I was able to get an appointment in a new office which I used as almost an "interview" to see if we could work together. Instantly, I felt at ease; I felt peace and comfort. She is where I go for my mental health check-ups. Right after my brother died, I called her and was seeing her almost immediately. Based on what I have experienced, here are additional tips to finding care.

Tip #1

Take your time. Interview. Get a feel for the fit. Question. See if your goals match their plans to help.

Tip #2

Pay attention to the office setting and the staff. I strongly believe the office should be organized, calm, comforting, clean, and NICE. You are going there for your mental well being, if they are not nice, I can't imagine that feeling will sit well as you seek help. Pay attention to reviews and health grade websites that rate doctors/professionals. But bottom line, if you don't FEEL safe and secure, you may consider moving on.

Tip #3

If you are looking for a regular doctor, use this same search criteria. I am so blessed to have one who cares for my mental health as well as the physical. I remember panicking (irony) before my first appointment - I kept thinking, "I am not sick. They are going to think I am crazy for making an appointment for anxiety." Somehow, by the grace of God, I walked into the greatest office. This doctor takes his time; he cares, and he works with my concerns. He was crushed to learn of my brother's death and sat with me as I cried. When your mental health is involved, you DESERVE compassion.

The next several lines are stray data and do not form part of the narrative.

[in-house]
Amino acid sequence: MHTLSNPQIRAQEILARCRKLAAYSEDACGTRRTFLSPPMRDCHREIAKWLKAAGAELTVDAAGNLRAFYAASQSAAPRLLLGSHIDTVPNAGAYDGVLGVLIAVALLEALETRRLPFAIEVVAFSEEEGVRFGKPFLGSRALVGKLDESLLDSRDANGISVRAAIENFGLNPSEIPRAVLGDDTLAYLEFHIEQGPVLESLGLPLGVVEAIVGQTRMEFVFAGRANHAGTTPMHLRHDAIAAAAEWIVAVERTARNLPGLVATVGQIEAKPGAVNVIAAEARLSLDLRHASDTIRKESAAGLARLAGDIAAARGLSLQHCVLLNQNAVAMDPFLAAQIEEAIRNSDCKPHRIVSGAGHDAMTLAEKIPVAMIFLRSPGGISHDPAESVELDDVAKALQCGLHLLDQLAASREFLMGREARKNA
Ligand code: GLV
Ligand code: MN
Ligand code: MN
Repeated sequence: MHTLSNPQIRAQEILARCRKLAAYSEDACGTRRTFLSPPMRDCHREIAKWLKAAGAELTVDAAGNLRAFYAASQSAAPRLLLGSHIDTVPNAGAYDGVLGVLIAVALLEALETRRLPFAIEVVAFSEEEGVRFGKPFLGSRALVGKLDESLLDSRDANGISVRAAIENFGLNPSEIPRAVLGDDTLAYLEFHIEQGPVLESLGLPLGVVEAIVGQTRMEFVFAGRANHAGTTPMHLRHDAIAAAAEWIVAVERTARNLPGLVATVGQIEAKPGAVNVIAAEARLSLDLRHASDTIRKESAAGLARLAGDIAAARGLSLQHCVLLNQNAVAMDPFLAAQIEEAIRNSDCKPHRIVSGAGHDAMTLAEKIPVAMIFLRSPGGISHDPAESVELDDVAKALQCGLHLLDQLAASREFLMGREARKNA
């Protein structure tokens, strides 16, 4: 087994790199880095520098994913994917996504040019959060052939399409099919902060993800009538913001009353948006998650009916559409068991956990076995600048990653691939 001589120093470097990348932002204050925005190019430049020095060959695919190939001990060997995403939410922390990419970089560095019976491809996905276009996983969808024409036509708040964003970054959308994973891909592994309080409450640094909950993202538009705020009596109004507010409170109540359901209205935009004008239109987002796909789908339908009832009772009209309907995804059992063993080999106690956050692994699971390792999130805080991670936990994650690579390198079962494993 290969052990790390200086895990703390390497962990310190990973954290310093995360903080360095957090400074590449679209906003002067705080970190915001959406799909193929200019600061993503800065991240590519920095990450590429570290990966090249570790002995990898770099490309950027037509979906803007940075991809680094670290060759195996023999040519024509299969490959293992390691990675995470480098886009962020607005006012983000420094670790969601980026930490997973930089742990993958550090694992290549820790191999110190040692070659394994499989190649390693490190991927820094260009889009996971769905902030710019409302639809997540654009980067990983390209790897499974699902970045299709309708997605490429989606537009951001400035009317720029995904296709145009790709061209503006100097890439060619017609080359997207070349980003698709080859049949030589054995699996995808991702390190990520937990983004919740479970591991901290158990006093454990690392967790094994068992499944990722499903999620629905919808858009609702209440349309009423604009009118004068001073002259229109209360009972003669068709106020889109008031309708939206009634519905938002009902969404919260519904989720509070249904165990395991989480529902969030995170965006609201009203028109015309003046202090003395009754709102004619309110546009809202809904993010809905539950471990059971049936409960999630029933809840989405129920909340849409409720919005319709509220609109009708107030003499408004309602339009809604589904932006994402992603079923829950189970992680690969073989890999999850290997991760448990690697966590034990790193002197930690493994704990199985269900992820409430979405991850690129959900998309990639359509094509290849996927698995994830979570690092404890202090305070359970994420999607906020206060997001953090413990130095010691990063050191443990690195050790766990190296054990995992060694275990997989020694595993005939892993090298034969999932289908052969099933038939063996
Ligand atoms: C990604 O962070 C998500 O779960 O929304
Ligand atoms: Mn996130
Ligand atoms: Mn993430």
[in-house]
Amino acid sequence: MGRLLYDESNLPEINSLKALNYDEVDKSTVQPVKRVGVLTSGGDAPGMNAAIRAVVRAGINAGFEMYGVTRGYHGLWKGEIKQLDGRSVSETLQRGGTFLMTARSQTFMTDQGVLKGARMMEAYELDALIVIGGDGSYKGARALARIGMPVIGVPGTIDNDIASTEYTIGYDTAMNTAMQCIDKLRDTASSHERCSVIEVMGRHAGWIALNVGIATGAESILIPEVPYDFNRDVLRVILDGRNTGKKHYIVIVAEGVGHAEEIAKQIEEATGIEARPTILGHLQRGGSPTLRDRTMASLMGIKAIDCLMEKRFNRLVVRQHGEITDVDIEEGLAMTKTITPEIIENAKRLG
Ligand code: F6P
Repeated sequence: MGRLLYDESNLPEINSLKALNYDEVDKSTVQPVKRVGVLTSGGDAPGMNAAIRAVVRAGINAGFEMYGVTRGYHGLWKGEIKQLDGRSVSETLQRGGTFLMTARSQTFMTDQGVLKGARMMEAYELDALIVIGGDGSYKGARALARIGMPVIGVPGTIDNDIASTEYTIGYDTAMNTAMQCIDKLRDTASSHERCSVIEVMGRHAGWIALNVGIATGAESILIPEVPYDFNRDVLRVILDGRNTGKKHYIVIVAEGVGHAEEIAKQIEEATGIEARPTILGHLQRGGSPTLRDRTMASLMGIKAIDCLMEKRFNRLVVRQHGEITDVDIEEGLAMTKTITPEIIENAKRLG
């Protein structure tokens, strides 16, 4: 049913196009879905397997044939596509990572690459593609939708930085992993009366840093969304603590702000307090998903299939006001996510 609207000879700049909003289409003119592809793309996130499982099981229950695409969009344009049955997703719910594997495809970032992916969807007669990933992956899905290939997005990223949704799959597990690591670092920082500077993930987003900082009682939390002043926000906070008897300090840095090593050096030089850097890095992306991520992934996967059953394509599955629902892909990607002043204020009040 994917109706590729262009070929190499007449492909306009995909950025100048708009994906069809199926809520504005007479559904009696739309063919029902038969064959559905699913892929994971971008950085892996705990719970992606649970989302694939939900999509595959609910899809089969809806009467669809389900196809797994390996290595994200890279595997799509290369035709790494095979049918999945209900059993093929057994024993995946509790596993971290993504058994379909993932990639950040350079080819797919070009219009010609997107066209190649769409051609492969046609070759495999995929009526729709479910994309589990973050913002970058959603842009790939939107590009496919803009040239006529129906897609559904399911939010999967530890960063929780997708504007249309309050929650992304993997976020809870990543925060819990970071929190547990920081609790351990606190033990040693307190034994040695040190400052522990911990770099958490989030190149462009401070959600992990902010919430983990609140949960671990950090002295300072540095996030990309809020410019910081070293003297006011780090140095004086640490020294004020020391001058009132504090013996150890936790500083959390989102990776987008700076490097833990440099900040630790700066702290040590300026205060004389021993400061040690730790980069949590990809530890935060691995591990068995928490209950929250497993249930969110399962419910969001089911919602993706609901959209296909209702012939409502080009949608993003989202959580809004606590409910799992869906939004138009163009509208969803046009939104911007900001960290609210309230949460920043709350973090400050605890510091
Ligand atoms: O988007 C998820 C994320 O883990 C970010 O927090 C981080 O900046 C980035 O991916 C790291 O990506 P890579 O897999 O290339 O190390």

Tip #4

Do not be afraid to start a conversation with your chosen care professional if you do not feel things are clicking or you are not making progress. It can be scary to start this dialogue, but it is SO important for you. If where you're seeking help is a good place, he/she will want you to be comfortable and make that progress.

And this is where my drive for these posts come from - my brother's "mental health care professional" was not compassionate. The office staff was not kind - not then and definitely not after his death. It's because of our experience here that I urge you to know your options. Do your research. Write down your reasons for going. Ask all the questions you want. Do not settle because you want a quick fix. Just like when we are physically sick, we need the right treatment. I firmly believe this MUST be the same for our mental well being.

Thank you again for allowing me to share my passion about our mental health. Our hearts. Our futures. I am so blessed that my sweet mom has given me her blessing on sharing more of our story. We pick up more pieces each day still, and I know we feel called to encourage others to advocate for yourself and your loved ones.

As long as there is one person needing to hear these words, our hearts are happy. Remember - you are not alone.

Sources for today's post include Kate Burrows from Mommyhood and Mental Health as well as Mental Health America and National Alliance on Mental Health.


  1. So many people get confused between the three and seek help in the wrong way. Great information a post.

  2. This is full of great information. I will be sharing it elsewhere. Mental health has such a stigma attached to it, it breaks my heart to see people suffer rather than get the help they need and deserve. This country is definitely in a mental health crisis. Posts like this can help. Thank you!